I just read a guest post by Olivia Mitchell titled How to present while people are Twittering and it was very informative. but the following struck a nerve for me:
6. You don’t have to be physically present to participate Not only can you watch a live videostream of the presentation, but you can also tweet or chat with the physically-present participants.
I get this. There’s the back channel where people are tweeting like mad during the presentation and using hash tags to do so and supposedly that’s as much for the benefit of the people that are physically present as for those that are not. Though I have a feeling those that are not there are for the most part being completely ignored.
But here’s the odd thing. I can’t tell you how many times I get anywhere from 10-20 people at the same conference tweeting the exact same thing, repeating it word for word, and that’s very cool. I know not all of them have the same followers, so it might be fresh for each of their constituents but that tells me something. They are tweeting for your benefit and not for the benefit of the back channel. Why would they repeat what they heard to people that are present in the room?
With that being said then, if you’re going to repeat and tweet for your followers then you need to know more about your audience, right? Or at least frame the scene for them..set it up, give it context. Perfect case in point is SXSW, its coming up and you may be tweeting from there and sharing some awesome presentations. Common marketing sense bubbling up here, yea?
So here’s 10 quick tips I thought of for those who plan on Tweeting from a conference for the benefit of their followers.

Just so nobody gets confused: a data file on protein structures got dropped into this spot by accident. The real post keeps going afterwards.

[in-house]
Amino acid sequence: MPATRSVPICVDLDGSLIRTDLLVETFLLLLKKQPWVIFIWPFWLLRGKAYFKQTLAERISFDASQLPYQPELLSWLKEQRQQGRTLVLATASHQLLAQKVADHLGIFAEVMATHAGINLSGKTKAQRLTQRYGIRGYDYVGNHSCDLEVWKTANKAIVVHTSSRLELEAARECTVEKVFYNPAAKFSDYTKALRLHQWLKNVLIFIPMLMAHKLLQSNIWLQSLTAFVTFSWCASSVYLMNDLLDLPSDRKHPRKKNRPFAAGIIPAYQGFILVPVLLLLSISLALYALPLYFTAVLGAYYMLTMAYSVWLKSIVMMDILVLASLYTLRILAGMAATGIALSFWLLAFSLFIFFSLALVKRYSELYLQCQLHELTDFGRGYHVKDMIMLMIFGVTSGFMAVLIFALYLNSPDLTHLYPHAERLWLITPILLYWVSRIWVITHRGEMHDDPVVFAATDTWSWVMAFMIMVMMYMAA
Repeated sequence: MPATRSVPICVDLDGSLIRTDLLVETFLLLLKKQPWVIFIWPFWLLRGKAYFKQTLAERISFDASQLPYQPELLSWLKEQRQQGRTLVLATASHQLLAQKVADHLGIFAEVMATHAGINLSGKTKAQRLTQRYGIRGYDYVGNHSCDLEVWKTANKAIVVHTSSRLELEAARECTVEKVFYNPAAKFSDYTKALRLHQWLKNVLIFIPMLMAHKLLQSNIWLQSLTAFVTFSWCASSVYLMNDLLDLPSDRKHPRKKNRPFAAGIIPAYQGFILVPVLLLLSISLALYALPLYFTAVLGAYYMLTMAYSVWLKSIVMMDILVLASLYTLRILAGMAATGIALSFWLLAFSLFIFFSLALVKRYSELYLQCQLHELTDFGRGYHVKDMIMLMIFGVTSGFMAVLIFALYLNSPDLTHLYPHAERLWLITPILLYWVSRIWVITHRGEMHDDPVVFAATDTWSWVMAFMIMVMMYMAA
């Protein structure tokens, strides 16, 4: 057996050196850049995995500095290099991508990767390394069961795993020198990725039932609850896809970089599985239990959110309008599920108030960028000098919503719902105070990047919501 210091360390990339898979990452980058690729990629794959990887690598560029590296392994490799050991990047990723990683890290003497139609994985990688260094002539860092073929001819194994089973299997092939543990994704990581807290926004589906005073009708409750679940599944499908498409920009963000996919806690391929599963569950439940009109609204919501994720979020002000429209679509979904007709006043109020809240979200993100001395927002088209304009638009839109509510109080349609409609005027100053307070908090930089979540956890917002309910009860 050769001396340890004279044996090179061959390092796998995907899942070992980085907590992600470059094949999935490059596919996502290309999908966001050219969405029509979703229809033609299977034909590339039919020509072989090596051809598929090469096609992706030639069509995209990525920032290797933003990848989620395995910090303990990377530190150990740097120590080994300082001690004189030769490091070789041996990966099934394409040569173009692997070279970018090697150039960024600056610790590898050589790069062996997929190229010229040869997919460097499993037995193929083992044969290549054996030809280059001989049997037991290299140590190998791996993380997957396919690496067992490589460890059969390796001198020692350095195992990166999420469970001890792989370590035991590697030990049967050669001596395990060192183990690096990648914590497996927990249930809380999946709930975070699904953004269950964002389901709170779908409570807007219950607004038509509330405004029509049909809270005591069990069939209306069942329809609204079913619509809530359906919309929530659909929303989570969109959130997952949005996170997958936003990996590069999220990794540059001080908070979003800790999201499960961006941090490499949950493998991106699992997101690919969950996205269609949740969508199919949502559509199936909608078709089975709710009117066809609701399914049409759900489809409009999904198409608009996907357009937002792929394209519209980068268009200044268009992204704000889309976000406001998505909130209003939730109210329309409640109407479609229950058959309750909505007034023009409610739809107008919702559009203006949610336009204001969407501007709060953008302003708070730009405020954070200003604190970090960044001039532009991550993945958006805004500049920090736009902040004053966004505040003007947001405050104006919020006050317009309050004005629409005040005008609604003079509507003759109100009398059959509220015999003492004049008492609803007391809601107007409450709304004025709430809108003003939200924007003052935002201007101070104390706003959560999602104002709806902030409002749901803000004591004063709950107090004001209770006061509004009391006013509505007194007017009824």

1) Add or create a hashtag from the get go. Simply put, a hashtag in twitter parlance, is how things are tracked and followed on Twitter, here’s a more formal explanation. Usually these are predetermined, but nothing worse then someone spouting some heady philosophy on social media and you have no clue as to what generated the thought.
2) There’s an assumption that you are tweeting to people that are hinged on your every tweet. That’s not entirely true. So don’t act like it. Don’t forget this is a 2 way deal.
3) You need to assume that maybe we might want to respond back. Allow for it. You are not a court reporter.
4) What do you want from us? We might just tell you. You could ask.
5) Why are you doing it? For who’s benefit? Let’s make this a mutually beneficial experience.
6) You really need to allow the people who are reading your tweets, from the conference you are attending, to question your tweets/or their origin. Why?
7) Because you thought they were worthy enough to be tweeted in the first place, right? Engage the non-attendees as well.
8) How about framing the speaker, the forum and the topic for your readers? What are you hoping to learn/ and tell us in 140 characters or less!
9) You may have 300-900-1500 or whatever number of followers, but understand that not all of them are on and following you at the moment that you are tweeting. This rule might be different for those whose followers number in the thousands.
10) Instead of just repeating what you’re hearing, frame an opinion on what you just heard. I know I do. I want to challenge and think out loud. You have just as much capacity to do the same as they do. But share it with us. and perhaps you are in the back channel, but lets not forget about your “other readers”.
I’m not saying that a lot of notable Twitter do not does this already but more and more people are starting to Tweet at conferences, and believe it or not they may not know why or for who or how. As Twitter grows, so will your number of followers obviously, and as well, not all of them will have the capacity and resources to attend some of the bigger conferences in other cities. But they will certainly benefit from you being there and from your tweets if you aknowledge and utilize your followers as a resource and ally as well while you attend.
Now, there are some great ideas! E.g., “framing” the speaker beforehand and offering your opinion (vs. simply “restating” points verbatim) are my two favorite tips from here. I’ve been noticing a LOT of back channel communications during the last 4 seminars/events which I’ve attended. Hmm.
Thanks for sharing your thoughts and tips.
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